Transformed Into a Bestseller by the Man Booker Prize

His Bloody Project, by Graeme Macrae Burnet
His Bloody Project, by Graeme Macrae Burnet.

It’s no shock that marketing and promotion is a major part of bookselling in the modern age; about 50,000 novels are published each year in the U.S. alone, and each of those books has to compete with a shrunken brick-and-mortar sales space and a digital marketplace dominated by a few companies. Getting the word out is often what makes or breaks a novel, especially one from a debut author or an author who simply hasn’t earned much market penetration with previous efforts.

Towards that end, prizes have become increasingly important to authors seeking to plump their books. Prizes often come with a financial consideration, which any struggling author will agree is compelling by itself, but they also come with a marketing component. Not only are a raft of articles (like this one!) written about the short lists and long lists of various prizes, but publishers can often be convinced to re-issue the book with one of those foil-stamped stars on it announcing the book’s nomination or win. Getting the publisher to untie the purse strings a tiny bit and push your novel might be the difference between selling enough copies to keep your career afloat or going back to the dreaded Day Job.

And sometimes that marketing effort can actually transform a book that was dead in the water into a bestseller. Case in Point: His Bloody Project by Graeme Macrae Burnet, which was short-listed in 2016 for the Man Booker Prize.

Short List, Big Sales

His Bloody Project is a terrific book, Burnet’s second. Published by a small Scottish company, the novel tells the story, supposedly based on real-life documents and newspaper accounts, of the 1869 triple homicide that the 17-year-old Roderick Macrae committed—and freely admits to in the manuscript Burnet discovers.

That sort of twisty faux-historical hutzpah is in line with Burnet’s previous work. He’s a writer who takes the traditions of the crime thriller and combines them with dense historical research and a dash of metafiction to create something truly magical.

Still, his publisher, tiny imprint Saraband, couldn’t mount much of a marketing campaign and the novel languished in the way most small-press novels languish. Prior to being listed as a candidate for this year’s Man Booker Prize, His Bloody Project sold about 600 copies, a figure with which plenty of small-press authors will be familiar. In fact, the week before the announcement the novel sold precisely one copy. The week after being listed for the prize? 5,622 copies.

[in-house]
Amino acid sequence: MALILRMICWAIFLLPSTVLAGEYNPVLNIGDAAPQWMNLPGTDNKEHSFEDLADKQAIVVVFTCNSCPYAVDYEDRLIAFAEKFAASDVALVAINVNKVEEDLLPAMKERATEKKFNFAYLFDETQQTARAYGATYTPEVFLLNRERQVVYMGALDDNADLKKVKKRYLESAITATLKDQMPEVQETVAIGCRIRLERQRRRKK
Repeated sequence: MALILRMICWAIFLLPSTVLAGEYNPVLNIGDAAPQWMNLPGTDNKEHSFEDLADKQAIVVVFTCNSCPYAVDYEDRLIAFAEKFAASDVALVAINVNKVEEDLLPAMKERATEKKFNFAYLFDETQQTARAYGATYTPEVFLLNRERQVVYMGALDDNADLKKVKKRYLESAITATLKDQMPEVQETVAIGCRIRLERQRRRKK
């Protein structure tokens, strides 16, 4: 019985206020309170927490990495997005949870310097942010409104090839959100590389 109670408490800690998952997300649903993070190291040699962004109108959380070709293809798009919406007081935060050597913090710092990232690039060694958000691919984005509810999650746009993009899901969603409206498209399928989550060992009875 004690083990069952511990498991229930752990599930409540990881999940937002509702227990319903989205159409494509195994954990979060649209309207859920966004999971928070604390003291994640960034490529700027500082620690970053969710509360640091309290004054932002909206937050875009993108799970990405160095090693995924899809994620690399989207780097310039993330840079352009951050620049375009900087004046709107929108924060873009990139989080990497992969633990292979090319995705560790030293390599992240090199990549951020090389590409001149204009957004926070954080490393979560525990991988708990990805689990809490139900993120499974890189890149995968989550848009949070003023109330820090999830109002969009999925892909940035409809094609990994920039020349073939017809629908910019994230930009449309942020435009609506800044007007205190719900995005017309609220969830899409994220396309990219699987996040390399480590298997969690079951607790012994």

The Power of Crime

Part of the outsize effect the shortlisting has had on His Bloody Project is due to the fact that the book is pitched and written more like a crime thriller than a complex historical novel about a crime. Burnet has crafted a deeply imagined work that delves into an obscure and largely isolated culture in Scotland in the mid-19th century (the book comes with a glossary of terms for those not immersed in such things), but also offers a complex psychological portrait of the killer, a man who questions the social structure around him and becomes violently opposed to the unfairness he perceives.

In these complexities and subtleties, His Bloody Project is in the same general arena as previous Booker Prize winner The Luminaries by Eleanor Catton, which also cloaked a murder mystery under layers of delightful cultural and historical investigation and recreation.

Burnet’s novel is written in the style of a modern-day thriller, which adds an edge of contemporary excitement to the story that has no doubt assisted in its sales; even readers for whom the erudite literary affectations of a book like The Luminaries will find plenty of red meat in Burnet’s story, which combines the mesmerizing voice of the murderer as he recounts the reasons for the killings and a series of accounts about the subsequent investigation and trial that will grab hold of any fan of a good mystery thriller.

The Power of the Prize

Still, even without Burnet’s thriller stylings, the book would likely have seen a surge; the Man Booker Prize prides itself on driving sales of its listed and awarded books.

2014’s winner, Richard Flanagan’s The Narrow Road to the Deep North has sold more than a million copies worldwide since its announcement, a number the Man Booker folks are proud to inform you is more than the combined sales of Flanagan previous works combined. And last year’s winner, A Brief History of Seven Killings by Marlon James, sold more than 12,000 copies in the single week after it was announced, a number the Man Booker folks would like you to know was almost a 1000% increase over his previous week’s sales.

Of course, these literary prizes are meant to be prestigious and not mere marketing techniques, but in the modern day, they certainly conflate. It’s important to note that the Man Booker Prize also awards £50,000, which comes to about $61,000, and there are relatively few working novelists who wouldn’t be delighted to get that kind of payday no matter what the sales bump might be. The fact that the sales bump is significant is really just icing on the cake.

None of this should be taken to imply that Burnet’s success is all hype and prize announcements. His Bloody Project is an excellent, fascinating book—well-researched, crisply written, and expertly paced. It’s one of those books that feels like you’re reading a breezy crime novel when in fact you’re reading something much, much more.